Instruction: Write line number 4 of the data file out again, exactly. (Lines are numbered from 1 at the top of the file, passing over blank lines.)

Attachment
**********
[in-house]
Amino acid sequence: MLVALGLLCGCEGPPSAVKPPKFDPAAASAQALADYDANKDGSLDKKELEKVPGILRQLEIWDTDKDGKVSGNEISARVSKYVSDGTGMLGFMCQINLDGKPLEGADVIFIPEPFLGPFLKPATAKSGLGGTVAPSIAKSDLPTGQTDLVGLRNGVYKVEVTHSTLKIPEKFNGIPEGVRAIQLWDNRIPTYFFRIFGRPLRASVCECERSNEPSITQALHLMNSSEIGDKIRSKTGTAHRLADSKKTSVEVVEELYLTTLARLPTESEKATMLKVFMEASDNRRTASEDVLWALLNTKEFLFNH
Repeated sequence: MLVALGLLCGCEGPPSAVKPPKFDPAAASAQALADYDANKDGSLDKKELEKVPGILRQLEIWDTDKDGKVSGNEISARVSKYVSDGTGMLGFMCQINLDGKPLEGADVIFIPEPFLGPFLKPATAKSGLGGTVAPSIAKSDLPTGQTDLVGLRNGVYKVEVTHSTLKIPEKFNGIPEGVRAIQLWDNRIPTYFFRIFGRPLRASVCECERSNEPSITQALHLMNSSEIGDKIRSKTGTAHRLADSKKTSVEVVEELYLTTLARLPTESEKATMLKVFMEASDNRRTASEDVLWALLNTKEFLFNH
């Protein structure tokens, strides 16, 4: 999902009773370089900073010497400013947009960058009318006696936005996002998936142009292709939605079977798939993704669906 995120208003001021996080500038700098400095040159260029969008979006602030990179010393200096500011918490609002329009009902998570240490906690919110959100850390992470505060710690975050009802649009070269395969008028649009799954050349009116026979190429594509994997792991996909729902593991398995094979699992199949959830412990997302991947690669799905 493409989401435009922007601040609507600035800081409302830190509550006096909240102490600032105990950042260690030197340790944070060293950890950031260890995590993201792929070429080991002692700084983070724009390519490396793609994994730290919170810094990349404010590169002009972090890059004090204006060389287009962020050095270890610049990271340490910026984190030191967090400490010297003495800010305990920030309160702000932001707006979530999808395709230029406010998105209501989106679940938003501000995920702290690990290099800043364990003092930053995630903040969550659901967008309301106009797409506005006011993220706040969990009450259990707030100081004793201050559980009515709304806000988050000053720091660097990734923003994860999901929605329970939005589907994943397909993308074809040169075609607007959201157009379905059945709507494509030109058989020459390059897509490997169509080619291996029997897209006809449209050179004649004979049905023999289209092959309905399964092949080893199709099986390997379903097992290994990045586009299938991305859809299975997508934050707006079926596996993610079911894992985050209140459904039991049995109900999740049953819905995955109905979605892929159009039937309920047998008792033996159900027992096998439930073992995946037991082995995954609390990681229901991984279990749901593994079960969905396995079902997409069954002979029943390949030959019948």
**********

């Protein structure tokens, strides 16, 4: 999902009773370089900073010497400013947009960058009318006696936005996002998936142009292709939605079977798939993704669906 995120208003001021996080500038700098400095040159260029969008979006602030990179010393200096500011918490609002329009009902998570240490906690919110959100850390992470505060710690975050009802649009070269395969008028649009799954050349009116026979190429594509994997792991996909729902593991398995094979699992199949959830412990997302991947690669799905 493409989401435009922007601040609507600035800081409302830190509550006096909240102490600032105990950042260690030197340790944070060293950890950031260890995590993201792929070429080991002692700084983070724009390519490396793609994994730290919170810094990349404010590169002009972090890059004090204006060389287009962020050095270890610049990271340490910026984190030191967090400490010297003495800010305990920030309160702000932001707006979530999808395709230029406010998105209501989106679940938003501000995920702290690990290099800043364990003092930053995630903040969550659901967008309301106009797409506005006011993220706040969990009450259990707030100081004793201050559980009515709304806000988050000053720091660097990734923003994860999901929605329970939005589907994943397909993308074809040169075609607007959201157009379905059945709507494509030109058989020459390059897509490997169509080619291996029997897209006809449209050179004649004979049905023999289209092959309905399964092949080893199709099986390997379903097992290994990045586009299938991305859809299975997508934050707006079926596996993610079911894992985050209140459904039991049995109900999740049953819905995955109905979605892929159009039937309920047998008792033996159900027992096998439930073992995946037991082995995954609390990681229901991984279990749901593994079960969905396995079902997409069954002979029943390949030959019948």